Yet there is still a Soviet hangover at work. For most, innovation = science. These post-Soviet states struggle with the voice of the customer. In both these countries what became clear was that given the chance, the artists, linguists and social scientists are much more adept at finding a product-market fit, simply because they start thinking about people. Working with Tbilisi State, the Museum Service, the Conservatoire, artists and even lawyers was a great experience of the entrepreneurial principle of a diverse thinking team at work.
Georgia has great potential. It has a youth like in Armenia bursting with energy given chance – at TSU they originally thought we would only get a couple of hundred students to take up Entrepreneurship training. Once we got started however, and the news started to spread, we got over 600 through a bootcamp in 2 months and had to turn others away because we ran out of budget. There is demand for another 1000 places by Christmas.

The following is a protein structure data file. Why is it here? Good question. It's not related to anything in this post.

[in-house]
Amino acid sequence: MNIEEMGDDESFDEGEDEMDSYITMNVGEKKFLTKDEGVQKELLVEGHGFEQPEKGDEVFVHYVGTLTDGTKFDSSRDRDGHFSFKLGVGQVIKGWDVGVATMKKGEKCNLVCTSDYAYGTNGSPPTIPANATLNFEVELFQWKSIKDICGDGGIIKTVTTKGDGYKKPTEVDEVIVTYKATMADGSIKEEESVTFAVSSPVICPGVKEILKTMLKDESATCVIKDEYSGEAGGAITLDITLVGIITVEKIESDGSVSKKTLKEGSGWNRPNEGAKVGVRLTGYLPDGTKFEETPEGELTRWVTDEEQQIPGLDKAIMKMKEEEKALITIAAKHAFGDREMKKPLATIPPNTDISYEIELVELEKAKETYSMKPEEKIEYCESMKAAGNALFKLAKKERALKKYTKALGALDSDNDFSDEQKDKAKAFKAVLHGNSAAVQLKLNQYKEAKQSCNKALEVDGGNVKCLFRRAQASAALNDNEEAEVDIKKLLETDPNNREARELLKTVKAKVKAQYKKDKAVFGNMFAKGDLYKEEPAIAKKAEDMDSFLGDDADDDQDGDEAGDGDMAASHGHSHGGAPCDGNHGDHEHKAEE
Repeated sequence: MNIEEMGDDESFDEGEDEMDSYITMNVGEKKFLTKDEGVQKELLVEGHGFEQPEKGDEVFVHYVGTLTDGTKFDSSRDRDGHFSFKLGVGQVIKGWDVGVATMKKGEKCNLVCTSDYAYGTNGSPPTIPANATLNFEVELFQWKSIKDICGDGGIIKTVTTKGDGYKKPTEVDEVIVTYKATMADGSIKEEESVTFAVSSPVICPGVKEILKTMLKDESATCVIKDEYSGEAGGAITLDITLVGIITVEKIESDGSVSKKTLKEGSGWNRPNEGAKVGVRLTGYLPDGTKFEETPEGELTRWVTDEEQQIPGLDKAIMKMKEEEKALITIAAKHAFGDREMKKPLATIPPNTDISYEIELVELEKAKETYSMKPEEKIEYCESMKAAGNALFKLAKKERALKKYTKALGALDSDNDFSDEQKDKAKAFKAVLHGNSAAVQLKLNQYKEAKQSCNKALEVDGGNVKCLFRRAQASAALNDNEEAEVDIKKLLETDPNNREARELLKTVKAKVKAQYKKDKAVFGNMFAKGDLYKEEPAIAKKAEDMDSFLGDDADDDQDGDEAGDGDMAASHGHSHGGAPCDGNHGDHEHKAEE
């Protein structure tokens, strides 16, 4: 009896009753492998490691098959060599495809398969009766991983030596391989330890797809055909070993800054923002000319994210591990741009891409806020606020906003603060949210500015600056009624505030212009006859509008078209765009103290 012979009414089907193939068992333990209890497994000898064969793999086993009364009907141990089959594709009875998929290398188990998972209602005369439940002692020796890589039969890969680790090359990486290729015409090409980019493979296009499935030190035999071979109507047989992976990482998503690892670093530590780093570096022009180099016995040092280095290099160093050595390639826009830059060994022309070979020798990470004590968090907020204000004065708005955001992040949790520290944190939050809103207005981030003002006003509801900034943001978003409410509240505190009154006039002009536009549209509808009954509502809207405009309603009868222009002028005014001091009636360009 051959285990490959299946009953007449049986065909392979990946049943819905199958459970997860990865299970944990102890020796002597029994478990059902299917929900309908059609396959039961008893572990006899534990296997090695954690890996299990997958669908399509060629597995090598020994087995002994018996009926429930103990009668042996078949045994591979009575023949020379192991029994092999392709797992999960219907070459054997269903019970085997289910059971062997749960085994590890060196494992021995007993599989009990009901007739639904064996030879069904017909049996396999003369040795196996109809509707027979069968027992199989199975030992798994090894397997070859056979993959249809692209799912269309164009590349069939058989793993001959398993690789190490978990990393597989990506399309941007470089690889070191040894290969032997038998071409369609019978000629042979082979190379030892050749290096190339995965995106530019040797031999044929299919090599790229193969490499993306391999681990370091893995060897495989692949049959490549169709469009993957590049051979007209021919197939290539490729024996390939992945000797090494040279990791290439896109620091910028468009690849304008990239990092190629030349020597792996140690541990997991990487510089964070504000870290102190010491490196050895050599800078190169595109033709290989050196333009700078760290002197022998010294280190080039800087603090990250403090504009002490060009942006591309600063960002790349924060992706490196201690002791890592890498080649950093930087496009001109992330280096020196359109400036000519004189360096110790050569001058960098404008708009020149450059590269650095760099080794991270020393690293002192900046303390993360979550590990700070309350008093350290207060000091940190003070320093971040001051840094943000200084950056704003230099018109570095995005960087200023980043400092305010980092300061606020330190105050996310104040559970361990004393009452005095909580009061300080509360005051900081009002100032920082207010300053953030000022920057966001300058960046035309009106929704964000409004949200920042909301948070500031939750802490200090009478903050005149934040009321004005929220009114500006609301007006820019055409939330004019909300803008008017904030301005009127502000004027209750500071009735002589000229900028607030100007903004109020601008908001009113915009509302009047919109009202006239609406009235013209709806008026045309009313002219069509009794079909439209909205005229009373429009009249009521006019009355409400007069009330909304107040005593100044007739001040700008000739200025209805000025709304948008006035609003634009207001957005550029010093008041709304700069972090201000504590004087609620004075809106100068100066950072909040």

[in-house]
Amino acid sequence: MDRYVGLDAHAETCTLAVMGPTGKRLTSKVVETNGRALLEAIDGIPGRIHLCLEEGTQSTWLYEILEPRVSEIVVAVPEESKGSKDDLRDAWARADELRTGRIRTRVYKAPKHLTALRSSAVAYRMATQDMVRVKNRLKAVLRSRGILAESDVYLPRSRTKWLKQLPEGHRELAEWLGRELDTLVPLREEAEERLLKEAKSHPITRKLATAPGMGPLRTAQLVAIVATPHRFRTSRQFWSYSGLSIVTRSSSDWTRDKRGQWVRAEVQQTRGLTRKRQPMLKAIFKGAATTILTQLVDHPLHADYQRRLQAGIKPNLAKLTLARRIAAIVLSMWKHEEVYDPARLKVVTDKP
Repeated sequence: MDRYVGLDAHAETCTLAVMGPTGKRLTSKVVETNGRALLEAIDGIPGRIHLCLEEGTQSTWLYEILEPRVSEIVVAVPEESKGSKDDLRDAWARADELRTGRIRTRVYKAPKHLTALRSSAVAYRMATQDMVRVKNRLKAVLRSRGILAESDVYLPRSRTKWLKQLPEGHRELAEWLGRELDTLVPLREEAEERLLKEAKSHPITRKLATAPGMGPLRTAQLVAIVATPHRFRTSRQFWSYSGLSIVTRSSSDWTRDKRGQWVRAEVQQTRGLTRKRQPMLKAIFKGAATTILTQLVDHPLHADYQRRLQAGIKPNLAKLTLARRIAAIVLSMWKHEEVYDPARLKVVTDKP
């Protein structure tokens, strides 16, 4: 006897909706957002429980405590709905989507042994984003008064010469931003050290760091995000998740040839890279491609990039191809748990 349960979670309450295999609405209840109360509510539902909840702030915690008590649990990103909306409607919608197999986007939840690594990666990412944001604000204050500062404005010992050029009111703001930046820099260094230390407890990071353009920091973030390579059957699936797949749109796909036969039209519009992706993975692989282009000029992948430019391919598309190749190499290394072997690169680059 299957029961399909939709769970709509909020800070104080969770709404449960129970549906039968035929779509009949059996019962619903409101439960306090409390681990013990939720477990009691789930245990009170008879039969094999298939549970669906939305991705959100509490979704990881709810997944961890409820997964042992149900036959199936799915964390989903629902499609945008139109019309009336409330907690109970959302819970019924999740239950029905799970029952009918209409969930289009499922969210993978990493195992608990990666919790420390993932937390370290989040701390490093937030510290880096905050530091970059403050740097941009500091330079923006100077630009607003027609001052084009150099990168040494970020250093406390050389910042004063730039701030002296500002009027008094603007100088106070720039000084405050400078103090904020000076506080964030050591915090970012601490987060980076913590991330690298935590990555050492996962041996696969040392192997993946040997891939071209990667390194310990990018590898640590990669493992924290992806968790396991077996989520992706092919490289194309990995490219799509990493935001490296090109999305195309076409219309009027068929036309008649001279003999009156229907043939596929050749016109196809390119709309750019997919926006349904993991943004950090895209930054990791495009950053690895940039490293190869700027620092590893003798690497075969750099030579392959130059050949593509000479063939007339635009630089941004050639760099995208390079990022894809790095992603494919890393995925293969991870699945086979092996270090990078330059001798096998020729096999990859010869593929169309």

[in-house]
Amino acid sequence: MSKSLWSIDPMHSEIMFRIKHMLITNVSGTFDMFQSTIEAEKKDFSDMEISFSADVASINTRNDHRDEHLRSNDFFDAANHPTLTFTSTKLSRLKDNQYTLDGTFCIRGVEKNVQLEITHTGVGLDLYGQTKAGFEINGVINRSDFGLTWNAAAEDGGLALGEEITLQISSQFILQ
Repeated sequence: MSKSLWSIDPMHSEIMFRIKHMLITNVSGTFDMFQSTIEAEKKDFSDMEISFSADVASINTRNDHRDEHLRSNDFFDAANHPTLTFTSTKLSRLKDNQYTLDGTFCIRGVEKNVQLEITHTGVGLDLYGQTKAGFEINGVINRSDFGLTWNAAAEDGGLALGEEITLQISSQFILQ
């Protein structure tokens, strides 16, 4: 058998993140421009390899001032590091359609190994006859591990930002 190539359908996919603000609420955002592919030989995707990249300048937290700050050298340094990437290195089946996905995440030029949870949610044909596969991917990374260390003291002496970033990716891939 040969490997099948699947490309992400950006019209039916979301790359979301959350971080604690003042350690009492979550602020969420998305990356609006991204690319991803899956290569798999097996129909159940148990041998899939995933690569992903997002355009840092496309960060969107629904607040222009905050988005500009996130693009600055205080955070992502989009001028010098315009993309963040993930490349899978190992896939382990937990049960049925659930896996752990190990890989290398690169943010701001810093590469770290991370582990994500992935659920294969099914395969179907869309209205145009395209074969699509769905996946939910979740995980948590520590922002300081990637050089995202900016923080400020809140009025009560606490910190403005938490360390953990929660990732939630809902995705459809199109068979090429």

It has a strong cohort of new leaders coming through (@Nikoloz and @Ana I’m looking at you). And it has good international agency support.
There are some difficult tensions to manage in this more state driven sort of set up. GITA has to walk the tightrope between leading the charge to innovation and crowding out those who want to be part of it. The international agencies can easily end up all chasing the same beneficiaries and missing other parts of the ecosystem altogether. Coordination is not easy.
Making things happen, sustainably.
All three of these projects across the 2 countries have 3 things in common that make them different.